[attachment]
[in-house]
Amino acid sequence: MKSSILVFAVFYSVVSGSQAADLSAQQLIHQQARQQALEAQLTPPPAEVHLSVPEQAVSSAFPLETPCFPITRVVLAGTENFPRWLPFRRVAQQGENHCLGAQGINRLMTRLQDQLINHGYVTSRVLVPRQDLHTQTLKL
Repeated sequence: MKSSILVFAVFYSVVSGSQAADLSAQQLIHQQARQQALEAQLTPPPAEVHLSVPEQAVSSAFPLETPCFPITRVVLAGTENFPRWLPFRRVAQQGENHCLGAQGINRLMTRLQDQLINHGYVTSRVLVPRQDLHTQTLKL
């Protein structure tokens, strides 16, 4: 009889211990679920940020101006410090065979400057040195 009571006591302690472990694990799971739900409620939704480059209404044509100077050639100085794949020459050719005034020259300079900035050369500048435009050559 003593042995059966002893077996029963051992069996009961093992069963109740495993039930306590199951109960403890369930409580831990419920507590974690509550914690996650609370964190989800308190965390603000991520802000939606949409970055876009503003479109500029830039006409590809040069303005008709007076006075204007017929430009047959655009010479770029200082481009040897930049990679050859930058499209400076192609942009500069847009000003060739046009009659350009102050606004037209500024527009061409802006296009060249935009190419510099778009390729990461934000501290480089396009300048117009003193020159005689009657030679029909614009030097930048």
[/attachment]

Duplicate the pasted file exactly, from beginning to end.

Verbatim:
[in-house]
Amino acid sequence: MKSSILVFAVFYSVVSGSQAADLSAQQLIHQQARQQALEAQLTPPPAEVHLSVPEQAVSSAFPLETPCFPITRVVLAGTENFPRWLPFRRVAQQGENHCLGAQGINRLMTRLQDQLINHGYVTSRVLVPRQDLHTQTLKL
Repeated sequence: MKSSILVFAVFYSVVSGSQAADLSAQQLIHQQARQQALEAQLTPPPAEVHLSVPEQAVSSAFPLETPCFPITRVVLAGTENFPRWLPFRRVAQQGENHCLGAQGINRLMTRLQDQLINHGYVTSRVLVPRQDLHTQTLKL
């Protein structure tokens, strides 16, 4: 009889211990679920940020101006410090065979400057040195 009571006591302690472990694990799971739900409620939704480059209404044509100077050639100085794949020459050719005034020259300079900035050369500048435009050559 003593042995059966002893077996029963051992069996009961093992069963109740495993039930306590199951109960403890369930409580831990419920507590974690509550914690996650609370964190989800308190965390603000991520802000939606949409970055876009503003479109500029830039006409590809040069303005008709007076006075204007017929430009047959655009010479770029200082481009040897930049990679050859930058499209400076192609942009500069847009000003060739046009009659350009102050606004037209500024527009061409802006296009060249935009190419510099778009390729990461934000501290480089396009300048117009003193020159005689009657030679029909614009030097930048």